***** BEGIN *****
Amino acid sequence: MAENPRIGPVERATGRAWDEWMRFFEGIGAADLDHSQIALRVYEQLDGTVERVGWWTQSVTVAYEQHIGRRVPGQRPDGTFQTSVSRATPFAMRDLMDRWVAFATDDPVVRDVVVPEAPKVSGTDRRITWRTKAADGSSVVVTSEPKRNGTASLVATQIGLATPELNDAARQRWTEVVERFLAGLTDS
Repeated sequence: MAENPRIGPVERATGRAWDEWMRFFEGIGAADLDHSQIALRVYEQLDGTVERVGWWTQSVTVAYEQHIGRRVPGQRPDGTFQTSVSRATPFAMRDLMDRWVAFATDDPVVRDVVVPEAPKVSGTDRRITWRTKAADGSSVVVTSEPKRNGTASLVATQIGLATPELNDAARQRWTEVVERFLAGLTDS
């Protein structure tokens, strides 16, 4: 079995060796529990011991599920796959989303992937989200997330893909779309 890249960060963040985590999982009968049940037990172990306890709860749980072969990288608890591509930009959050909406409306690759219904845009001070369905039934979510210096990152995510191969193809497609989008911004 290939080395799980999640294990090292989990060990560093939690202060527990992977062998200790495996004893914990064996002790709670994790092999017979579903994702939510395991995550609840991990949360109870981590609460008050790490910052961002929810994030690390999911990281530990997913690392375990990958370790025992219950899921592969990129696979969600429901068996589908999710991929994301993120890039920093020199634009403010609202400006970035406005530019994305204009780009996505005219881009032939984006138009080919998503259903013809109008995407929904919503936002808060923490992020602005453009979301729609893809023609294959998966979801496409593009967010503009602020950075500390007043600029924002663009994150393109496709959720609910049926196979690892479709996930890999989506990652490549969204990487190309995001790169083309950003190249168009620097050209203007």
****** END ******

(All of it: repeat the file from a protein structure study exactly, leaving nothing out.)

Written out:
Amino acid sequence: MAENPRIGPVERATGRAWDEWMRFFEGIGAADLDHSQIALRVYEQLDGTVERVGWWTQSVTVAYEQHIGRRVPGQRPDGTFQTSVSRATPFAMRDLMDRWVAFATDDPVVRDVVVPEAPKVSGTDRRITWRTKAADGSSVVVTSEPKRNGTASLVATQIGLATPELNDAARQRWTEVVERFLAGLTDS
Repeated sequence: MAENPRIGPVERATGRAWDEWMRFFEGIGAADLDHSQIALRVYEQLDGTVERVGWWTQSVTVAYEQHIGRRVPGQRPDGTFQTSVSRATPFAMRDLMDRWVAFATDDPVVRDVVVPEAPKVSGTDRRITWRTKAADGSSVVVTSEPKRNGTASLVATQIGLATPELNDAARQRWTEVVERFLAGLTDS
């Protein structure tokens, strides 16, 4: 079995060796529990011991599920796959989303992937989200997330893909779309 890249960060963040985590999982009968049940037990172990306890709860749980072969990288608890591509930009959050909406409306690759219904845009001070369905039934979510210096990152995510191969193809497609989008911004 290939080395799980999640294990090292989990060990560093939690202060527990992977062998200790495996004893914990064996002790709670994790092999017979579903994702939510395991995550609840991990949360109870981590609460008050790490910052961002929810994030690390999911990281530990997913690392375990990958370790025992219950899921592969990129696979969600429901068996589908999710991929994301993120890039920093020199634009403010609202400006970035406005530019994305204009780009996505005219881009032939984006138009080919998503259903013809109008995407929904919503936002808060923490992020602005453009979301729609893809023609294959998966979801496409593009967010503009602020950075500390007043600029924002663009994150393109496709959720609910049926196979690892479709996930890999989506990652490549969204990487190309995001790169083309950003190249168009620097050209203007």